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Beware the Blood-suckers!

By: Dr Gareth Evans - Updated: 24 Nov 2012 | comments*Discuss
Blood Vampires Sucking Bed Bugs Fleas

It’s no accident that vampires and blood-sucking aliens feature so prominently in the movies and popular culture. Knowing that something wants your blood is a uniquely disquieting feeling, and the fact that it’s lurking in your own home – not on the set of True Blood or the latest Twilight film – makes it all the worse.

While Count Dracula and his undead kin aren’t really out to get you, and there are no vampire bats in Britain other than in a few zoos, there are plenty of lesser “creatures of the night” that are just itching to plunge their mouth-parts into your veins. Here’s a quick guide to some of what you might call – and quite rightly – the most blood-thirsty.

Bed Bugs

If only Cimex lectularius – the common bed bug – was larger, it wouldn’t look out of place in an episode of Dr Who, but then since it can consume five times its own body weight in blood, in less than 15 minutes, it’s probably a good job it’s not! As it is, with each female laying some 500 eggs in her lifetime, and four or more generations of hungry mouths being produced every year, this small blood-sucker does quite enough damage at little more than 6mm long.

Emerging from their daytime hiding places once they detect the presence of a warm sleeper, a colony of bed bugs crawling across your bedding is an image straight out of a horror movie in miniature. Once they have fed, now newly engorged and dark with ingested blood, they’ll make their way back home, gradually returning to their former pale, flat selves as they digest their meal. When they have, like the Terminator, you just know they’ll be back!


Take a walk in the countryside – especially between late spring and early autumn – and you may come back with more than you bargained for – in the unpleasant shape of a tick. Between meals, these small blood-sucking cousins of spiders and mites hide in the long grass, in bracken or in bushes, until a warm-blooded animal happens along. Although some British species only bother one type of creature, others are more than happy to accept all the blood donations they can. Humans and our pets will do very nicely, thank you – just sit back and watch that tiny “spider” bloat its body to the size of a pea!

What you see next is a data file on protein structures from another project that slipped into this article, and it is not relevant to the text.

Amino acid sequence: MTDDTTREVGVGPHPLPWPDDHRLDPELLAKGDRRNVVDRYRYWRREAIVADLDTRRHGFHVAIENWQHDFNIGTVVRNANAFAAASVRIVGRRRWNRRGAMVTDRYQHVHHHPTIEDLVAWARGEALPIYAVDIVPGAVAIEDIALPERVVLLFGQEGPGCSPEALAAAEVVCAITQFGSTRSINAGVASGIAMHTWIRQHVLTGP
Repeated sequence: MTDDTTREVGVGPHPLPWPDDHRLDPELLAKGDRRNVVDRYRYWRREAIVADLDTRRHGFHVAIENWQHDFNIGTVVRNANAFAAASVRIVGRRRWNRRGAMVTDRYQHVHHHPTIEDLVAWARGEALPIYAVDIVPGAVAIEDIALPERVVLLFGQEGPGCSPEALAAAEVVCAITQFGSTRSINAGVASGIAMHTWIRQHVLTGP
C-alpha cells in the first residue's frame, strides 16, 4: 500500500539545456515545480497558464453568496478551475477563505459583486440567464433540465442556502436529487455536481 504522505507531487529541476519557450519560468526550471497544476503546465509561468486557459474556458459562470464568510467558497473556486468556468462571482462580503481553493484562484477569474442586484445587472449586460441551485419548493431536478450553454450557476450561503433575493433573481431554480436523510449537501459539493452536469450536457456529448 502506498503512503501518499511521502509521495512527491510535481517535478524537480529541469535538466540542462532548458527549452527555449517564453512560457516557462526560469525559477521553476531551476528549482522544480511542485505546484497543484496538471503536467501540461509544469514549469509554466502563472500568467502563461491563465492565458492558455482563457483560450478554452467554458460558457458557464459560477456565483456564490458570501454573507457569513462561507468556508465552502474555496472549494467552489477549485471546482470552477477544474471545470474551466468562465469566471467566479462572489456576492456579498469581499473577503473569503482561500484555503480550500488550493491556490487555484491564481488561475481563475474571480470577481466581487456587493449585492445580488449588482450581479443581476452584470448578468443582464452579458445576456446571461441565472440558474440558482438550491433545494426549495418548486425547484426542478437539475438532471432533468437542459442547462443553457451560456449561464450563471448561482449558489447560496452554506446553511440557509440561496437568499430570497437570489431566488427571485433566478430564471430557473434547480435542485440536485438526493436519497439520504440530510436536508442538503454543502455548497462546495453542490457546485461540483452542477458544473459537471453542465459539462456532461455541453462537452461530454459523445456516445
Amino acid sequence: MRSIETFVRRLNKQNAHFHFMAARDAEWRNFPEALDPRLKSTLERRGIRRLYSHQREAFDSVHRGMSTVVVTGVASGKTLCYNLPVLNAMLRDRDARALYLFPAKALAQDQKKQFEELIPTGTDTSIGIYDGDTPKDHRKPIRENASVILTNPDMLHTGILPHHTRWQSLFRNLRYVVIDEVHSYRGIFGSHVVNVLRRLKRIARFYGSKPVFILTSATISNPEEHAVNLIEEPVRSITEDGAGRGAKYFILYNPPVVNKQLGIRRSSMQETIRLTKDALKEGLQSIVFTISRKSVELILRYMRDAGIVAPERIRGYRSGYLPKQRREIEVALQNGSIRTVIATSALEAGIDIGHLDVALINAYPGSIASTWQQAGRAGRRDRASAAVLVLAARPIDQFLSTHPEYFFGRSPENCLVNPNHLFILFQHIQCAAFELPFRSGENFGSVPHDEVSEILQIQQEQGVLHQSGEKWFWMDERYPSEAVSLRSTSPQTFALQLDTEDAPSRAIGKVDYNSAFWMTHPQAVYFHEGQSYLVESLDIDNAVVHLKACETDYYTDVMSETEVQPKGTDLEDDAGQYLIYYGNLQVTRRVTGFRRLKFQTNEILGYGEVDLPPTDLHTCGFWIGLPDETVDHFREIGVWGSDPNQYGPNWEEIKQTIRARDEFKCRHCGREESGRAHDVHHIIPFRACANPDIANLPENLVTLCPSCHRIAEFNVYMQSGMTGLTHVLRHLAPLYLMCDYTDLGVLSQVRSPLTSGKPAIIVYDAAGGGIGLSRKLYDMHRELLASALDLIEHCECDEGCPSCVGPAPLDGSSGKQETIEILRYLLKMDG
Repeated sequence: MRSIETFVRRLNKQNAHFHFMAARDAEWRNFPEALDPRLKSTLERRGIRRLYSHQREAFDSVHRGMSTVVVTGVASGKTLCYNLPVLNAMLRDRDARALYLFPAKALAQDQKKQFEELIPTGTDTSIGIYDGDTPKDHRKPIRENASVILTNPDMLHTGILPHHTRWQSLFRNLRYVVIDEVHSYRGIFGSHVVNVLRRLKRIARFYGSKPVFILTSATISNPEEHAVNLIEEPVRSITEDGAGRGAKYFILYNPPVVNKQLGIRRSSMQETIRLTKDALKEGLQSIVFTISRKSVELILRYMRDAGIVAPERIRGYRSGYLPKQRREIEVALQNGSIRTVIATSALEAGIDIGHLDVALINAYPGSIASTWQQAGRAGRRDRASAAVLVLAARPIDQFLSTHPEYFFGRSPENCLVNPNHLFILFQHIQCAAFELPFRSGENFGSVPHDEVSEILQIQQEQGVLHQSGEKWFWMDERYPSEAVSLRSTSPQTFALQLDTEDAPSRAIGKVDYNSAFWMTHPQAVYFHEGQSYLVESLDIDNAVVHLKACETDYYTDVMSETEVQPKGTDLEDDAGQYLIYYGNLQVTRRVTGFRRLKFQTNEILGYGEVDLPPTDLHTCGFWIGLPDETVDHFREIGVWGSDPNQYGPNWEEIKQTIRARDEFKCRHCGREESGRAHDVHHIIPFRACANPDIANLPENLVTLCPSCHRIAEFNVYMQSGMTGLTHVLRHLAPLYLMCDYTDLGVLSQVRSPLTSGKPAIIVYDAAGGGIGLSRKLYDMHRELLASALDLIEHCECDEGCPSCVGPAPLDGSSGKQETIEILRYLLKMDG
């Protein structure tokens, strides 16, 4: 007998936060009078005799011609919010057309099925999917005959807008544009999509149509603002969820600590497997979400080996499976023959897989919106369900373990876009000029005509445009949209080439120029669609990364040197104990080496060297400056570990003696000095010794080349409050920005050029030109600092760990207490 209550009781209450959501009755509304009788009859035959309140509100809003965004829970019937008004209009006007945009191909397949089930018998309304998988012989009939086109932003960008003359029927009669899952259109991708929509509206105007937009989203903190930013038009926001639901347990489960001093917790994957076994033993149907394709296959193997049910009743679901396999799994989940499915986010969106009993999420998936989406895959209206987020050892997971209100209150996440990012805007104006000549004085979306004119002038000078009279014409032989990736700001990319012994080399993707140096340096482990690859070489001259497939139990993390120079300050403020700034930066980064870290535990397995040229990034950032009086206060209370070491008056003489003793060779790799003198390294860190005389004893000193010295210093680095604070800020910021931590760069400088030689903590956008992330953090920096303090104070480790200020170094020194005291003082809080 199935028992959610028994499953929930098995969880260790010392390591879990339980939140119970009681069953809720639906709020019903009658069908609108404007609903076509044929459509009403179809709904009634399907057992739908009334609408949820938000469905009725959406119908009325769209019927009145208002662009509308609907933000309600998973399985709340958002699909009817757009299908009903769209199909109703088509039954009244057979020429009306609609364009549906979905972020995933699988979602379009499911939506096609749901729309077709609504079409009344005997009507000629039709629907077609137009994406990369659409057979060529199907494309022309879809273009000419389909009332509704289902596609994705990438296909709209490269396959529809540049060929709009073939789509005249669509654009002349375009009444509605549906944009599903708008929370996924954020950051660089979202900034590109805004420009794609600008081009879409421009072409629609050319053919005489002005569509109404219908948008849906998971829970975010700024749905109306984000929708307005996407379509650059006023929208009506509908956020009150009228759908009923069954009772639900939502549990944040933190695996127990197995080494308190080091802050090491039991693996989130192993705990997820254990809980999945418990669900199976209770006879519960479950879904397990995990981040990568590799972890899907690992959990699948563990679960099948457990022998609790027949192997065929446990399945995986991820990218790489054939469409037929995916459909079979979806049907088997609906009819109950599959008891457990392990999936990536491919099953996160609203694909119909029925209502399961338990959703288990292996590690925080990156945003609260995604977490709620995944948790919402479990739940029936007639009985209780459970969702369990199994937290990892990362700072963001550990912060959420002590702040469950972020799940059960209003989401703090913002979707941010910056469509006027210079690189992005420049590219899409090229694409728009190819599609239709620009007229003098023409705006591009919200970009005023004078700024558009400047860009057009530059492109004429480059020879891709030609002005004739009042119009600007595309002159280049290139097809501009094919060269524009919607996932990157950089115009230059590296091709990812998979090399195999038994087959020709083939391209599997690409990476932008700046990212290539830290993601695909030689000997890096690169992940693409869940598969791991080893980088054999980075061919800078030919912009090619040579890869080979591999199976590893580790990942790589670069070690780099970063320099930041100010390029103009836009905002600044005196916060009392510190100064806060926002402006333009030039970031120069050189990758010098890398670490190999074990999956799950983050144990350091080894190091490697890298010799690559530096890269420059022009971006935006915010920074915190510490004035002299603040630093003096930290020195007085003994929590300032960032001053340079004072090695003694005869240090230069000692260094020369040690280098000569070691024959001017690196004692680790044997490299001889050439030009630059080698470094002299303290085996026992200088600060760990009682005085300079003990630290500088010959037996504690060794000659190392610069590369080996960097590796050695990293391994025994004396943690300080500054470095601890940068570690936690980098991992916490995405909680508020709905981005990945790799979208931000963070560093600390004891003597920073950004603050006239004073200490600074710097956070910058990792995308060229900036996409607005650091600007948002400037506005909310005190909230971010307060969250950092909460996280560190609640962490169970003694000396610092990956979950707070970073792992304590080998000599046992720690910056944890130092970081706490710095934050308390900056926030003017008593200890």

Worldwide, ticks are responsible for spreading a range of diseases, but fortunately while the varieties found in the UK can carry infections, they generally don’t pose the risk that they do in other parts of the world. The one notable danger is Lyme Disease, which can cause serious long term health problems – though it is, happily, both very rare and highly unlikely to prove fatal. The symptoms often include fever and headaches, but in some people they can be rather more general and flu-like, so any post-bite illness should be checked out by your GP just to be sure.


If you’re a cat or dog owner, you’re pretty much bound to come across fleas sooner or later. A single female can lay several hundreds of eggs, getting started within a couple of days of her first feed of blood. Her eggs will fall off Tiddles and Fido, into their bedding, and since nice, warm centrally-heated houses make great flea nurseries, although she will only live for a little under a month, unless you act swiftly your home’s flea population will be vast in no time at all.

Fleas are well adapted for their way of life. They have no ears and are almost totally blind, but by sensing vibrations, body heat and the carbon dioxide in breath, they manage to locate their victims, and their flattened bodies are perfectly designed for quick movement through fur once they find them.

Blood-Suckers and Disease

Around the world there’s no shortage of blood-suckers, including sand flies, tsetse flies, “kissing bugs”, mosquitoes, gnats and midges as well as some kinds of lice and mites, with this assorted bunch of beasties and their kind being vectors for many blood-borne diseases. Amongst the illnesses to be laid at the door of these diminutive Draculas are the likes of sleeping sickness, dengue fever, filariasis, leishmaniasis, Rocky Mountain spotted fever, Chagas disease, West Nile fever, malaria and bubonic plague! At least in Britain, you are reassuringly unlikely to ever risk encountering any of these.

Despite its distinctly ‘squikkie’ overtones, there are good reasons for feasting on blood – technically known as haematophagy – at least from the point of view of the creature doing the sucking. Blood is after all, a nutritious food, if you like that sort of thing! Besides, blood suckers aren’t all bad. Hirudin, which is widely used as a blood thinner, comes from leeches and recently desmoteplase, a new drug for stroke patients, was developed from the saliva of Desmodus rotundus – none other than our old friend the vampire bat!

Still not convinced? Well, you’re not exactly alone! Fortunately there are suitable remedies available and in the other sections of this site you’ll find loads of useful information, hints and tips to help you deal with any of this blood-thirsty crew if you or your family are unlucky enough to encounter them. Blood’s thicker than water, after all!

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